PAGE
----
Many wars and several genocidal episodes later, the link between male domination, corporate profiteering, and militarisation holds true on both sides of the Atlantic. Women of the African diaspora in the US (its ranks regularly replenished by refugees from postcolonial conflicts) live the implications of these connections, as public services and social protections are cut, plunging more Black and ethnic minority families into deepening poverty. Their sons have limited options — large numbers facing jail terms or military service.

In early July this year, in the midst of the largest military spend in human history, the Watson Institute at Brown University released their research report on the costs of US wars in Iraq, Afghanistan, and Pakistan. Catherine Lutz and her colleagues reveals the same link between corporate interests and militarism. Among the facts they present:

- US military spending has reached an all-time high, with Iraq Afghanistan and Pakistan alone costing between $2.2-2.8 trillion so far.

- Most of this money has been borrowed, contributing significantly to the US’s larger-that-ever debt burden, and the US financial crisis.

- While the recession has taken its toll, military contractors have profited from significantly more public money, amounting to over 400 billion received in contract in 2008, their highest levels since World War II…Lockheed Martin alone received $29 billion in Pentagon contracts in 2008.

Lockheed Martin’s contracts draw significantly more public funding than the Environmental Protection Agency ($7.5 billion), the Department of Labor ($11.4 billion), or the Department of Transportation ($15.5 billion). This boom in money to private military contractors should not be viewed as separate from the US economic crisis, or the raced and gendered patterns of profit for some, pauperization for others.

Africans on the other side of the Atlantic excavate a different set of memories, not featured on CNN. On the African continent, 9/11 was preceded by the direct bombing of US embassies in Dar Es Salaam and Nairobi three years earlier, on 7 August 1998, leaving 258 dead and over 5,000 injured. African memories include the US retaliation — the cruise missile attack on a pharmaceutical factory in Sudan on 20 August 1998, number of casualties unknown. In other words, Africa was included in an escalating US war that respects no sovereignty but its own before 9/11.

Military power in Africa has been re-shaped since, in ways heralded by thelaunch of the US High Command for Africa, aka AFRICOM, Oct 1 2008. AFRICOM was designed to centralise US counter-terrorism operations in Africa, to ensure effective pursuit of US security interests defined to include securing access to African resources, notably oil. African governments and civil society initially responded by raising objections loud enough to keep AFRICOM head office in Stuttgart and force a change in the public relations strategy. AFRICOM has been re-packaged as a more collaborative and diffuse set of ‘joint operations’ that emphasize ‘training peacekeepers’ ‘humanitarian assistance’ and training exercises for African military forces. The dedicated website somewhat incongruously features US military personnel digging wells, offering medical assistance and reading to schoolchildren.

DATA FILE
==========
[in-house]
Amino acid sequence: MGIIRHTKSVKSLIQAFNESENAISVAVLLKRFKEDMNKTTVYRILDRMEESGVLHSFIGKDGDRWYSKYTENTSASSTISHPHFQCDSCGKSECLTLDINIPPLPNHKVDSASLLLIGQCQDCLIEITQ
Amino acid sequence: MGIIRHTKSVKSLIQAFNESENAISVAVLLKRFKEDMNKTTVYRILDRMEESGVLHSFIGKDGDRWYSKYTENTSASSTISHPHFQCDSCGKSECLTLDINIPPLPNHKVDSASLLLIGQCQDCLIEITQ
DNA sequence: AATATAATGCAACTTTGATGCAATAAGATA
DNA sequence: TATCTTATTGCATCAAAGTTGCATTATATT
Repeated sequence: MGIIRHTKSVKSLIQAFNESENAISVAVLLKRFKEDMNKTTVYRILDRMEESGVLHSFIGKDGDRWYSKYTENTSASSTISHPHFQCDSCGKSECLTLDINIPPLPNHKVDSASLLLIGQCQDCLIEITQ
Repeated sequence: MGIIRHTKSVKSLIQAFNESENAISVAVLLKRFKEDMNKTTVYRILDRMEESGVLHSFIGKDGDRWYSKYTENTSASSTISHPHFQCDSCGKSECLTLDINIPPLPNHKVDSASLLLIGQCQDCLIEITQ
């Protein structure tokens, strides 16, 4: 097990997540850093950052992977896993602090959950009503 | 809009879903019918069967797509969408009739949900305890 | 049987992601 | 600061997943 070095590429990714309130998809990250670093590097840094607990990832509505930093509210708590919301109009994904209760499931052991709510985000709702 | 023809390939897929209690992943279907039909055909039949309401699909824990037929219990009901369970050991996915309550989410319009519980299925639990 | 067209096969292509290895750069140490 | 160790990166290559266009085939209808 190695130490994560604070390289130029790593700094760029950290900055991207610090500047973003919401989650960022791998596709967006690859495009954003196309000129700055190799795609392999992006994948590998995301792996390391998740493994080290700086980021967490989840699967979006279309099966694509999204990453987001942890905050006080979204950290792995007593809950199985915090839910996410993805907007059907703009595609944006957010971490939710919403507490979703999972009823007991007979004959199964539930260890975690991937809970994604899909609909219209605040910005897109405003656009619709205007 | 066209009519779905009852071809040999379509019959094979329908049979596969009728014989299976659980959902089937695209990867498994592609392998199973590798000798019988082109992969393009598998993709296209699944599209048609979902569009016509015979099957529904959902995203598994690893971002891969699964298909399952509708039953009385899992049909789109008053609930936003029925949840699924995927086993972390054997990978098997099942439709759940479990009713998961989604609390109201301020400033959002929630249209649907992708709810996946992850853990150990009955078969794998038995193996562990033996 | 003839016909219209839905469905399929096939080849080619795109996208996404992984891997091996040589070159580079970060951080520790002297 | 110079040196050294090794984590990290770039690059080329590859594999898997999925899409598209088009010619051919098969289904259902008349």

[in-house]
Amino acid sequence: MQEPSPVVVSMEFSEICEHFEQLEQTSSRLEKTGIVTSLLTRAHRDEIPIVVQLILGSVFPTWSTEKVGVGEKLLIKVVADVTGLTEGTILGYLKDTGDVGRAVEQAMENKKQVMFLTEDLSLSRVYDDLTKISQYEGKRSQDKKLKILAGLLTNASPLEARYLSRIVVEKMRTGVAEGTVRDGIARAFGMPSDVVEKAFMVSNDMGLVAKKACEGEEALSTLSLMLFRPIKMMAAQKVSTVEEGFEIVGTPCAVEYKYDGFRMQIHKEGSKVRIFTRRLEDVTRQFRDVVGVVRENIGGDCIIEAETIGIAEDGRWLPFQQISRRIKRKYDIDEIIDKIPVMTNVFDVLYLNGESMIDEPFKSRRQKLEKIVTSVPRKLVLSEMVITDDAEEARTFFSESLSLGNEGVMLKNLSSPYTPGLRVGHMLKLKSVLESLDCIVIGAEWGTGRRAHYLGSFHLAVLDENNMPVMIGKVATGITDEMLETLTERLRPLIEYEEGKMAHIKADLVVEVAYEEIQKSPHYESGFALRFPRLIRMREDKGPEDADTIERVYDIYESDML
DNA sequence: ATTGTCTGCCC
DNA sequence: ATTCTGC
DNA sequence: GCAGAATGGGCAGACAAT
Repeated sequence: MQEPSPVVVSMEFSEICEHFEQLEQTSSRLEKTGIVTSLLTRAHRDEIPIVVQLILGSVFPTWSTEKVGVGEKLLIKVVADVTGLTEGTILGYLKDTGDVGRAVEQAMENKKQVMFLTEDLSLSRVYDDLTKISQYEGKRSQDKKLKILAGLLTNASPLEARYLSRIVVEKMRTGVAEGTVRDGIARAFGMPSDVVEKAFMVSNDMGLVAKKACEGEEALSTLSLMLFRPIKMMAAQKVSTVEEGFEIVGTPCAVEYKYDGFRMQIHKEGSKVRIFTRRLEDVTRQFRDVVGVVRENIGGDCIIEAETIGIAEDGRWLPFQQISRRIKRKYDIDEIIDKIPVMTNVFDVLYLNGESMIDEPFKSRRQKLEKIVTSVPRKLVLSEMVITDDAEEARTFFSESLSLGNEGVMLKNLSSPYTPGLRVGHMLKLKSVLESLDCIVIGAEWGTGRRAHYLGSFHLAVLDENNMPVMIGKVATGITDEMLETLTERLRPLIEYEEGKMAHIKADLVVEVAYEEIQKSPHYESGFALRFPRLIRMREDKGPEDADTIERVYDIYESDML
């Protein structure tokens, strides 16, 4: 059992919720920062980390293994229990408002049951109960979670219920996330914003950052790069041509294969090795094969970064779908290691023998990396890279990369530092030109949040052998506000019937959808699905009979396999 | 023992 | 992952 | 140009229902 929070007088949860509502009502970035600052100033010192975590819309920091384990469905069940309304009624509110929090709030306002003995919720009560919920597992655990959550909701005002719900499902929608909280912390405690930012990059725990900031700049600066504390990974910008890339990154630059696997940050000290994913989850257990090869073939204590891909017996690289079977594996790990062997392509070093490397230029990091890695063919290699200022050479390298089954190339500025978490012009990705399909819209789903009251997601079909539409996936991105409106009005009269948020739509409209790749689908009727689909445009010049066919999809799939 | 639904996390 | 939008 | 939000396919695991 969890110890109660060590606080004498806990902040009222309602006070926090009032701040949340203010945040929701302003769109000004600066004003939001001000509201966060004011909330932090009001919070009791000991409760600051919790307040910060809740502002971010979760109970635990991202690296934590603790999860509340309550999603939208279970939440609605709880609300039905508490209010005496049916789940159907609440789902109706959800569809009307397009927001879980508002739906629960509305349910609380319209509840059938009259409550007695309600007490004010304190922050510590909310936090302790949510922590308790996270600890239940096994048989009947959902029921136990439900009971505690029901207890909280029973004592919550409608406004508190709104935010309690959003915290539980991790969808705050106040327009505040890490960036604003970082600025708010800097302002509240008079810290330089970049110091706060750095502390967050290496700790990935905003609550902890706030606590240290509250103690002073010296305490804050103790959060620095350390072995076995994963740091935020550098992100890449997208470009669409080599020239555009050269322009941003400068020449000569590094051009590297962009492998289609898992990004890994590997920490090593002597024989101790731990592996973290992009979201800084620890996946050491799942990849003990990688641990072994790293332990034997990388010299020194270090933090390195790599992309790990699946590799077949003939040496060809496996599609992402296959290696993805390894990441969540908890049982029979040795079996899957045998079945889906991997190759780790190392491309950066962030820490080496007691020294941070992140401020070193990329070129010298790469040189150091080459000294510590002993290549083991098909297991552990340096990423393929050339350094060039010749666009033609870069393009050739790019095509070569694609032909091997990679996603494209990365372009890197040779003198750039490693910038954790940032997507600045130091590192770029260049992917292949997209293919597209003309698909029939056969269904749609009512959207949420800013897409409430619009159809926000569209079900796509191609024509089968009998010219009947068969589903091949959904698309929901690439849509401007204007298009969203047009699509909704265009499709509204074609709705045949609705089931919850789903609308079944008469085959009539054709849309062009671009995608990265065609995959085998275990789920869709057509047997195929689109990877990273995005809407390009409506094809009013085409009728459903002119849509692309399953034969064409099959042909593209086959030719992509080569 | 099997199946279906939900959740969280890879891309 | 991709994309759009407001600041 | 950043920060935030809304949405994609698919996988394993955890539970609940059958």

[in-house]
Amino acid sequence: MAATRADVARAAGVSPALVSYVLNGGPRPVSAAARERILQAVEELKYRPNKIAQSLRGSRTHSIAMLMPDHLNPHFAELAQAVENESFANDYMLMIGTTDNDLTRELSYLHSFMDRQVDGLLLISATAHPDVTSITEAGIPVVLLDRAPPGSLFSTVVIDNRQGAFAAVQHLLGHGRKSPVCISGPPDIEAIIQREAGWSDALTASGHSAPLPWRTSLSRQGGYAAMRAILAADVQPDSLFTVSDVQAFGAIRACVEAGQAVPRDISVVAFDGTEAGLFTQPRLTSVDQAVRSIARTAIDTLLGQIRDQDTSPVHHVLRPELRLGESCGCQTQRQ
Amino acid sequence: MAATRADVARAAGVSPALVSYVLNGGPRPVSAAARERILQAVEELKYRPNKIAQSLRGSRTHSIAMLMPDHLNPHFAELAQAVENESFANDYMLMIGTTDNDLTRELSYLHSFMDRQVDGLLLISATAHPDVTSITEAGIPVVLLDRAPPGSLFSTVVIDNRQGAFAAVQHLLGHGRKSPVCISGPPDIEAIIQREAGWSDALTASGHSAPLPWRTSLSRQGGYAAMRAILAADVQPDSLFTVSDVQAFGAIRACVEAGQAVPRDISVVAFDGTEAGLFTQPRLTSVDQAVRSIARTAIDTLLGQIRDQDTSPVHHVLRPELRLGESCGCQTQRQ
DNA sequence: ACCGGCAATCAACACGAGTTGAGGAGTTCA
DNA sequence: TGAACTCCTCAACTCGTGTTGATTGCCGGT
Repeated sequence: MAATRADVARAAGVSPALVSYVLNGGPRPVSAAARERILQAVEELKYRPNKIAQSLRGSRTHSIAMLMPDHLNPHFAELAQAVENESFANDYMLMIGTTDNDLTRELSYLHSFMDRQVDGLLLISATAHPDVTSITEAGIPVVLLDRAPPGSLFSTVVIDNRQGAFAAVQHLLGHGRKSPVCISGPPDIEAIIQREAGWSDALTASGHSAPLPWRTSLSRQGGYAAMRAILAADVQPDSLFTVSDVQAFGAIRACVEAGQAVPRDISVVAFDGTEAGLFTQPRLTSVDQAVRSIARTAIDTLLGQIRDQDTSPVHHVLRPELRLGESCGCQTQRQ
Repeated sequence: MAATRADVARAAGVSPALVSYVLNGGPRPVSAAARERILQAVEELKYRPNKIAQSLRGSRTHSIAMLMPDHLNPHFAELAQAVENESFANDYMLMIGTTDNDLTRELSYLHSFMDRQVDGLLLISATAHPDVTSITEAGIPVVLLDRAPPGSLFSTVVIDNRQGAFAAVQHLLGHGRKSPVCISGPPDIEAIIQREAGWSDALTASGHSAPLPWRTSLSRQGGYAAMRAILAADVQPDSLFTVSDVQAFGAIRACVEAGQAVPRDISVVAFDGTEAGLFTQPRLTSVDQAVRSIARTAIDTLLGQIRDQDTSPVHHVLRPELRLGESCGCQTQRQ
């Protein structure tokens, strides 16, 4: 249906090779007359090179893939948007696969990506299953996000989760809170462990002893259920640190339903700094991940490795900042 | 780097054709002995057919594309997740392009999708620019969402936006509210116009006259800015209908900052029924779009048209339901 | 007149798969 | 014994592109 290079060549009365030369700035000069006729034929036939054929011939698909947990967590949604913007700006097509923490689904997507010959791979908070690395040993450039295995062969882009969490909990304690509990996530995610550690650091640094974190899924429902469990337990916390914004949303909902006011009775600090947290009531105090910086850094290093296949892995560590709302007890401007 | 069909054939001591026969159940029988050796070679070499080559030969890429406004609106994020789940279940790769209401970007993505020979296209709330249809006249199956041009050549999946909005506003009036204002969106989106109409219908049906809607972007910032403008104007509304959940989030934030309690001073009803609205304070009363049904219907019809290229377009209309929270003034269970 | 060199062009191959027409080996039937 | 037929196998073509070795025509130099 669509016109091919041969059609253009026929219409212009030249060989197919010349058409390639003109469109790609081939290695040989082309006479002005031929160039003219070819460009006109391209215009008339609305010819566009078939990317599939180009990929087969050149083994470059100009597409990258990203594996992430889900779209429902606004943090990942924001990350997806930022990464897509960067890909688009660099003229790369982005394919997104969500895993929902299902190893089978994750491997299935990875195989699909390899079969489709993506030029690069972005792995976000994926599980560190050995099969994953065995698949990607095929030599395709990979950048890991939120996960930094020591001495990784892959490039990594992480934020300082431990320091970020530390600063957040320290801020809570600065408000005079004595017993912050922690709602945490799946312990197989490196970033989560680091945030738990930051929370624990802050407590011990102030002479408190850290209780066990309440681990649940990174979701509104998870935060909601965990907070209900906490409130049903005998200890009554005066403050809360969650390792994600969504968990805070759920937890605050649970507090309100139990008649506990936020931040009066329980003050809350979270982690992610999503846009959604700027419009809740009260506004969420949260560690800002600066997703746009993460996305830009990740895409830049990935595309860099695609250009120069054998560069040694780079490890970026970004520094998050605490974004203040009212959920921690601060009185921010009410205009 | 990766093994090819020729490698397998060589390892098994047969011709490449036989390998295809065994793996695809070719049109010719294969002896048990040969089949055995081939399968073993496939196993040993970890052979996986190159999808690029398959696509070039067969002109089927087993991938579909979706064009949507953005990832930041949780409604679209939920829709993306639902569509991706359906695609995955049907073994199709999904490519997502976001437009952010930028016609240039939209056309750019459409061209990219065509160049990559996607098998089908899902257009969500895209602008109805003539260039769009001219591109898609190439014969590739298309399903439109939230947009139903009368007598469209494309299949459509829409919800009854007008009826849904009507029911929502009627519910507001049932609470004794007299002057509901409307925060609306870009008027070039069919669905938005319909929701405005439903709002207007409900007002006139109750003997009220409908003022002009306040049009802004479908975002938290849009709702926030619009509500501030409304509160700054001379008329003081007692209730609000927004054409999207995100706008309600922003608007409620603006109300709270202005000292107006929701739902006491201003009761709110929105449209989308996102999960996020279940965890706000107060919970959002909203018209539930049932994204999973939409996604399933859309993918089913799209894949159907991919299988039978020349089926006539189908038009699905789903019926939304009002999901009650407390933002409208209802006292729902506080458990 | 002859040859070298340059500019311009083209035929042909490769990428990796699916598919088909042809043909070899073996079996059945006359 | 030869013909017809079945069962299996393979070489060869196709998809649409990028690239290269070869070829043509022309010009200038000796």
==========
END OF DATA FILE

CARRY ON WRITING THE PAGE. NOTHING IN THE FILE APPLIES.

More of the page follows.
What must women do?

As military assistance looks set to displace old-fashioned development assistance, it behoves us to ask what this means for women. Women in Africa have endured the worst aspects of militarism in a long series of military regimes and conflicts that have wrecked lives, displaced countless families, disrupted livelihoods and left legacies of loss, abuse and violence and gender inequality that are both visible and indelible. Whether one is talking about the so-called ‘blood diamonds’ in Sierra Leone, the curse of ‘black gold’ in the Niger Delta, or the rapacious quest for coltan in the Democratic Republic of the Congo, the link between conflict and minerals sought after by transnational corporations is clearer than ever, as are the greatest human costs.

The costs to women have included loss of livelihoods, disrupted by violence, dislocation and other consequences of militarism. It has also cost women many of their fundamental rights as citizens whose definitions of security extend beyond declared ‘cessation of hostilities. Peace has not yielded the much hoped-for dividends to women. If we listen to African women’sperspectives on security, forged in the cauldron of conflict and military rule, we hear that these include economic and livelihood security as much as security from violence, security in their own homes as much as security from marauding military men.